Last year we have launched the European Data Portal along with some publications assessing the benefits of Open Data and what European countries were doing about it.
Now the Portal has grown and references up to 600,000 datasets spread over 34 European countries, available in 15 different languages. On 6 October, we have published a first report on the state of play of Open Data in Europe.
I was glad to see that most countries have increased their use of Open Data. They have launched activities to promote their Open Data policies and portals, as well as developed additional means to monitor their users.
In addition, in comparison to 2015, there is a clear increase in demonstrating the political, social and economic impact of Open Data, although scores differ largely between countries. Furthermore, a majority of the EU28+ countries have successfully developed a basic Open Data policy with 20 countries having an integrated and dedicated Open Data policy.
Having a policy in place is one thing. What also matters is whether the data is easy to access.
Therefore, the second aspect of the measurement assesses the portal maturity. Results show that portal maturity is not simply linked to more countries having a portal, but countries developing more systematic impact assessment and evaluation studies of the benefits of Open Data.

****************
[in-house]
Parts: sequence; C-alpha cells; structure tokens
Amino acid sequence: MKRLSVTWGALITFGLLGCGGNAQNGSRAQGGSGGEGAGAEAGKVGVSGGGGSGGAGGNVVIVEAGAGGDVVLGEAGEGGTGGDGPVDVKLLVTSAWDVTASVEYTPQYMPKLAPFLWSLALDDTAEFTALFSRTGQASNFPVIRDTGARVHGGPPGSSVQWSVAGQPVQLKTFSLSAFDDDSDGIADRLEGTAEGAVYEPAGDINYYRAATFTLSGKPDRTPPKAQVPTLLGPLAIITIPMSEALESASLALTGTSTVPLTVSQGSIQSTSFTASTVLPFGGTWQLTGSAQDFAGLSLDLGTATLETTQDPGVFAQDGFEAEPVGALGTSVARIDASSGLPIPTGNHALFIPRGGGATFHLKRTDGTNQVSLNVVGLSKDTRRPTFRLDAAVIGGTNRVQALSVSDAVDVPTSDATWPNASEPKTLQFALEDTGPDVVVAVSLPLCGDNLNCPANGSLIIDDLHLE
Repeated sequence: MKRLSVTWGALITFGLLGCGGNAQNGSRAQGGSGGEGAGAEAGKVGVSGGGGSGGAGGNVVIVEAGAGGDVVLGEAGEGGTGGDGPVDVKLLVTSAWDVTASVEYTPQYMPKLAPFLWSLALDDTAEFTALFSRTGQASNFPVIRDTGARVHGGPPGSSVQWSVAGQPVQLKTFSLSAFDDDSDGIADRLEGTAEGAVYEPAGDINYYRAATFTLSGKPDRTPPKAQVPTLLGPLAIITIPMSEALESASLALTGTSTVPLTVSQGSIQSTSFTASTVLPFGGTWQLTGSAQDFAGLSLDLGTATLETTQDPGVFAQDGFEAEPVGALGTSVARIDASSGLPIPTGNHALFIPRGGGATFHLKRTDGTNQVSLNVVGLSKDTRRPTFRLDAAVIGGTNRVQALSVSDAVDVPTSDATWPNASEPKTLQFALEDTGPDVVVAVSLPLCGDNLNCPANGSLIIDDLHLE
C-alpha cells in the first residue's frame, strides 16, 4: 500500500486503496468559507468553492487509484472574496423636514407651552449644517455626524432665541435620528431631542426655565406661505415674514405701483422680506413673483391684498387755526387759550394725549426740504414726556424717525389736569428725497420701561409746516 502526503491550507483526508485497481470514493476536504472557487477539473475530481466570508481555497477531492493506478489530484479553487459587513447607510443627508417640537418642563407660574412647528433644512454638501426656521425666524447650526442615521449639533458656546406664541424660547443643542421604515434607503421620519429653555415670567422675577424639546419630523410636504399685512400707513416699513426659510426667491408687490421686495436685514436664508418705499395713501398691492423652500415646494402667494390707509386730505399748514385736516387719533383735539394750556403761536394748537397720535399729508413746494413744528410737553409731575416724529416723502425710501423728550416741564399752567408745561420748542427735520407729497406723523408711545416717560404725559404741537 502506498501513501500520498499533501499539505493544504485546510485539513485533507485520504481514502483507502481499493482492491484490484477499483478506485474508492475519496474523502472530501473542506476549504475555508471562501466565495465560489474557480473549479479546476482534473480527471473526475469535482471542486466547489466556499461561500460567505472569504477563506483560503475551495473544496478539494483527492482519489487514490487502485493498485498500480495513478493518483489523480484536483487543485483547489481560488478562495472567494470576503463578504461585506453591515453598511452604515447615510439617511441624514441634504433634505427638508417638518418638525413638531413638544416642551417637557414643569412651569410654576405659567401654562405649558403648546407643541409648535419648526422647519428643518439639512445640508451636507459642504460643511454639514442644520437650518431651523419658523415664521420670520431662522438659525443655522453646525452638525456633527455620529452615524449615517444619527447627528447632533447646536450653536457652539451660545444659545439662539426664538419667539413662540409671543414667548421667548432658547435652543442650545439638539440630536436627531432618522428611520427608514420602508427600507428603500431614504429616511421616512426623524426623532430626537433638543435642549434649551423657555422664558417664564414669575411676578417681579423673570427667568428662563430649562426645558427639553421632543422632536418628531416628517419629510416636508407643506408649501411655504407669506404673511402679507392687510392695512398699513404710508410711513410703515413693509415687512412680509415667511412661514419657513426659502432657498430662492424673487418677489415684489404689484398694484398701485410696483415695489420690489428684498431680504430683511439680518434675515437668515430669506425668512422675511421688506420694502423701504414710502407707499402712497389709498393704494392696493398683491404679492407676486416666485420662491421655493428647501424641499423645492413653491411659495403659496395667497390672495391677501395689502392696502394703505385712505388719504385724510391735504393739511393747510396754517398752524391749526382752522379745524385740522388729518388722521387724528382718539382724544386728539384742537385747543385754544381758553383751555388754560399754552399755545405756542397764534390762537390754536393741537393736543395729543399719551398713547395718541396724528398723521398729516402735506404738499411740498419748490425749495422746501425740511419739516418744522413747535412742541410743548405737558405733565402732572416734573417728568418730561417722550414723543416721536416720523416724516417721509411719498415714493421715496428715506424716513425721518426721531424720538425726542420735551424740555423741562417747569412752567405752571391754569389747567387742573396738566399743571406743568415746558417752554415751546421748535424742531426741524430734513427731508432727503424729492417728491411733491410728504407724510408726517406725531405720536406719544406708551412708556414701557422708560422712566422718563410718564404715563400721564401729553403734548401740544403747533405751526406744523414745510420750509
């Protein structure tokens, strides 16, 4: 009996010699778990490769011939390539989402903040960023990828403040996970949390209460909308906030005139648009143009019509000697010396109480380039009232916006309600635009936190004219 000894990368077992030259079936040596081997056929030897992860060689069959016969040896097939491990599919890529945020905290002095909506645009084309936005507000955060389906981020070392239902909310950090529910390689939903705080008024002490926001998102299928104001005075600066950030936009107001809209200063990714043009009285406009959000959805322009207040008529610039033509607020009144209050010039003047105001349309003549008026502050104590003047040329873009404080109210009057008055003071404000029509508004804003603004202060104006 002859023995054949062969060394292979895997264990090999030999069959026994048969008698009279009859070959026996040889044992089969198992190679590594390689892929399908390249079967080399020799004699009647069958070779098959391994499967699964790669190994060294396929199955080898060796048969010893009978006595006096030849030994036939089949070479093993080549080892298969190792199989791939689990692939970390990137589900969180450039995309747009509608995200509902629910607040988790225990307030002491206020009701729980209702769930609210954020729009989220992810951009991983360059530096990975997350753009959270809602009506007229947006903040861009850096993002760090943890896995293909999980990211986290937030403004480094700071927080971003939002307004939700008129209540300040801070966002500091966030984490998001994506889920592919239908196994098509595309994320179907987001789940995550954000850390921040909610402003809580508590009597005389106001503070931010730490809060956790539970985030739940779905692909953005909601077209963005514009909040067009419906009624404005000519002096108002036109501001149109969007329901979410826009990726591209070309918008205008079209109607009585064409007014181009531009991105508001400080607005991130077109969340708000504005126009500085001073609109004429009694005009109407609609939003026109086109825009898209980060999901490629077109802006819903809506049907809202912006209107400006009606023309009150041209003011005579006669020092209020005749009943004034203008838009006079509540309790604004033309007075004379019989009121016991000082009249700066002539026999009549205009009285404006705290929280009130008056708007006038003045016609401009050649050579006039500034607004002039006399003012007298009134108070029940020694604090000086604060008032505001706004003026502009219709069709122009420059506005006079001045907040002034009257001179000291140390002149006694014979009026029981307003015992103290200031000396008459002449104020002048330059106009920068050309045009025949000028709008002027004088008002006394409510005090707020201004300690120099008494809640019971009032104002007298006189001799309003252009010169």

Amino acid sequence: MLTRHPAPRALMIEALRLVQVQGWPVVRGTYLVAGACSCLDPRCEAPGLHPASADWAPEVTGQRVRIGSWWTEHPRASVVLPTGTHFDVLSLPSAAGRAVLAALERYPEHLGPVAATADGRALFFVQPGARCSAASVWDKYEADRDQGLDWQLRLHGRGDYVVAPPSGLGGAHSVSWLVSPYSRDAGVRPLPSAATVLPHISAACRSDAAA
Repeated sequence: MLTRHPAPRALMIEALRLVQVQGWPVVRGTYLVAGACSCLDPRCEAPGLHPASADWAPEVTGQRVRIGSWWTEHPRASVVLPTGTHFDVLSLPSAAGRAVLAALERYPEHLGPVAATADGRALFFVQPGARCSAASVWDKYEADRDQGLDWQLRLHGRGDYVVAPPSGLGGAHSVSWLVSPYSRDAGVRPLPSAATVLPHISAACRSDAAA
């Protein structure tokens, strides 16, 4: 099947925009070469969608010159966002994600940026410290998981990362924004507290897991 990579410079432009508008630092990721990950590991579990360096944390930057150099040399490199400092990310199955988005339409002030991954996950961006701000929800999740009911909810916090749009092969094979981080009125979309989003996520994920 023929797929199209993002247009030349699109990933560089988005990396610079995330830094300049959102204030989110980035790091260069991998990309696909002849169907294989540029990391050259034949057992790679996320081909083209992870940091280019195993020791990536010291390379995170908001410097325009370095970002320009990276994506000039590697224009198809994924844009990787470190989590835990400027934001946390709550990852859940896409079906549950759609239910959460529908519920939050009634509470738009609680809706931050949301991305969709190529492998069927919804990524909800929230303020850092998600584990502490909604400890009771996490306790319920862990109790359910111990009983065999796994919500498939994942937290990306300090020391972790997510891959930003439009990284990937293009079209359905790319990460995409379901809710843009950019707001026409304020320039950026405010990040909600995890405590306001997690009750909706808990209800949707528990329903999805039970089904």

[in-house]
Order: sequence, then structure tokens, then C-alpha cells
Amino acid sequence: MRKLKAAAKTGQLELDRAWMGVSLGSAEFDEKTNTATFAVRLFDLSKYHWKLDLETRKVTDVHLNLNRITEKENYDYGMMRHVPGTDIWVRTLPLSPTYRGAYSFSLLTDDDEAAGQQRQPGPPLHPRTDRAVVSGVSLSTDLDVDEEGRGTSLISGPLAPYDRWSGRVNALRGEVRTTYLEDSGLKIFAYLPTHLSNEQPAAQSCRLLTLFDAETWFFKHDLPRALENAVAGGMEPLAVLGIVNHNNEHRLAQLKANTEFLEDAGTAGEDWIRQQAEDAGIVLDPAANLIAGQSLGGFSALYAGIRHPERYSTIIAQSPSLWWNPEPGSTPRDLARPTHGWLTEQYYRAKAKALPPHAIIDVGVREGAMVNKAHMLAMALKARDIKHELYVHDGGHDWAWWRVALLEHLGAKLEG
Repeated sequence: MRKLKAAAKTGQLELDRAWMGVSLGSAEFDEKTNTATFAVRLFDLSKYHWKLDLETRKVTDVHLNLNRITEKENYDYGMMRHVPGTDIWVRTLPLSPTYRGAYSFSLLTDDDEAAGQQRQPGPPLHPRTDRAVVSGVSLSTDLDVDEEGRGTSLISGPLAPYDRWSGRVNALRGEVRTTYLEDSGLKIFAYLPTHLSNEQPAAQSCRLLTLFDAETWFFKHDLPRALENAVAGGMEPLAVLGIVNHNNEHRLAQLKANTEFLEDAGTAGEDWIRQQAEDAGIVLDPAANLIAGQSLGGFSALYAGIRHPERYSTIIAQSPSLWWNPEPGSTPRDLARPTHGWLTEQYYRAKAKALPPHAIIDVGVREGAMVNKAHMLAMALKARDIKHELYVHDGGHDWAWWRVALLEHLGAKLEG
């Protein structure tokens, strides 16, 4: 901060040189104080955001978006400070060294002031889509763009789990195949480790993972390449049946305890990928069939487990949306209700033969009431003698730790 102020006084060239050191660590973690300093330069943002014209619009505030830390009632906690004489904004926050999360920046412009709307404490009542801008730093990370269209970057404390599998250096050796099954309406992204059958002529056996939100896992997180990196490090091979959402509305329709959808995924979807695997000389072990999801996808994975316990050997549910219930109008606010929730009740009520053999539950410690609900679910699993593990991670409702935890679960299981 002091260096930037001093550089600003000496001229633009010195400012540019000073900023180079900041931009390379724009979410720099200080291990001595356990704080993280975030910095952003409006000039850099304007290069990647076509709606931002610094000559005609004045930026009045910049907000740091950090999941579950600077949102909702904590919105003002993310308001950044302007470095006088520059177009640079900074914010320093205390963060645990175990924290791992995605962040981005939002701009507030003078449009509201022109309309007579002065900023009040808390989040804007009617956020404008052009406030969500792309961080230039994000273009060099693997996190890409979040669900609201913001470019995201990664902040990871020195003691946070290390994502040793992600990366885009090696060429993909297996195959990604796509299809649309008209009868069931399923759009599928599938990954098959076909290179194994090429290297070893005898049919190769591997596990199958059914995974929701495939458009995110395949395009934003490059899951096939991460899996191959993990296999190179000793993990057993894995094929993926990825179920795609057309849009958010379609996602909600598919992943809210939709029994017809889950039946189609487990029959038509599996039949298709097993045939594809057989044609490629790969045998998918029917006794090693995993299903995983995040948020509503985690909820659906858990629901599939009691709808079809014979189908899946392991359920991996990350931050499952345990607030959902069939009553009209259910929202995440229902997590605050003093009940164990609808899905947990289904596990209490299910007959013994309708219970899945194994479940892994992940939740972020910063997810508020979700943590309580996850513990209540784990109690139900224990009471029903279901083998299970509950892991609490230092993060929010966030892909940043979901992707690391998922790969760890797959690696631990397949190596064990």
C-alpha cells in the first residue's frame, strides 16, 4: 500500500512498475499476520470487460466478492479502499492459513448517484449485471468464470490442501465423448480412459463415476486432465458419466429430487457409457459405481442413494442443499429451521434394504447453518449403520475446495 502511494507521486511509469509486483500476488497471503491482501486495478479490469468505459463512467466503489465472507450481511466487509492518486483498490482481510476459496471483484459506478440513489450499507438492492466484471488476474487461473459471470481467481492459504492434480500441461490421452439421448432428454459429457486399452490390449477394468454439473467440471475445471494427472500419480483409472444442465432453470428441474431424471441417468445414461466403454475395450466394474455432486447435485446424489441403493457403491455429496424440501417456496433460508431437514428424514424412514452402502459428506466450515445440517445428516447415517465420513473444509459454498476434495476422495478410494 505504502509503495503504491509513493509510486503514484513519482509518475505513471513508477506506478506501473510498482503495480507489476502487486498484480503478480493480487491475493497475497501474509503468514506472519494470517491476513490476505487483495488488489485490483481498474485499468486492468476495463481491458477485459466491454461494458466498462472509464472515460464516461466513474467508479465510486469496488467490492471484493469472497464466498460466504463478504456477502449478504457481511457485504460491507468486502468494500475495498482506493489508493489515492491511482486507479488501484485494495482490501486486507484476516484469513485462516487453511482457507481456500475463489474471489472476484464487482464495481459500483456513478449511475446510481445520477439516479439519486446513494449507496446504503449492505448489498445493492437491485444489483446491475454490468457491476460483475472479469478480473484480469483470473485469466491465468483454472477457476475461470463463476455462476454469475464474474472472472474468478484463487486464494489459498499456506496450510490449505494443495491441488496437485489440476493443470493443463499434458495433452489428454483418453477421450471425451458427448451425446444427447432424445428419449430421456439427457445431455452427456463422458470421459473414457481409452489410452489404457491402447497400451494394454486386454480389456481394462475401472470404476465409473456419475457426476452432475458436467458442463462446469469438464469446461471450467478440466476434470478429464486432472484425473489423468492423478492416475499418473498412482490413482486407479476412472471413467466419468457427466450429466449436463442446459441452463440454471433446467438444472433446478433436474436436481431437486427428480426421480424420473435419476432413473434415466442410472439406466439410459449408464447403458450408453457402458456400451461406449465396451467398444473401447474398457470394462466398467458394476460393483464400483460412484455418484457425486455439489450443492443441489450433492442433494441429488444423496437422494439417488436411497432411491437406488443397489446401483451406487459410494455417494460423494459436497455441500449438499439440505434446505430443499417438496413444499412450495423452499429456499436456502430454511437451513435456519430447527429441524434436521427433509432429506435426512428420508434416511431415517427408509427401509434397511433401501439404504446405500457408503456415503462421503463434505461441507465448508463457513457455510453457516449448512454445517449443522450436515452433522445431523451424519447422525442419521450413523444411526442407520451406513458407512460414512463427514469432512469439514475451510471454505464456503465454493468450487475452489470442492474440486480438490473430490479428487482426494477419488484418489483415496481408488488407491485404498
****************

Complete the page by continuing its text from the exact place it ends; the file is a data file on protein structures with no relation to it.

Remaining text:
There are high levels of progress in this area: 41.7% to 64.3% compared to 2015. This means that countries are developing more advanced features on their data portals.
When looking at Open Data Readiness, the report finds that Ireland, the Czech Republic, Luxembourg and Slovakia have accelerated most significantly in 2016. When considering overall Open Data Maturity, we found that Spain and France are frontrunners, followed by Ireland, the Netherlands, Austria, the United Kingdom, Bulgaria and Finland.
The Open Data Readiness aspect took into consideration the pro-active attitude of the public sector in disseminating data in an open manner: setting up portals where government data is available in interoperable, machine-readable formats, publishing practical guides on data re-use, providing necessary training to public officials and engaging with the re-users community to prioritise the release of high-value datasets.
You want to know more? Take a look at the dashboard on Open Data in Europe.
The European Data Portal will continue monitoring Europe's open data landscape, extending its reach to cover new sources of European government data. It will intensify its community-building and advocacy role, disseminating best practice and organizing workshops and training seminars across the EU.
In parallel, the Commission will start assessing the impact of the amended PSI Directive, along with all accompanying measures on the national level, to prepare for the review of the legal framework on PSI re-use, due in 2018.
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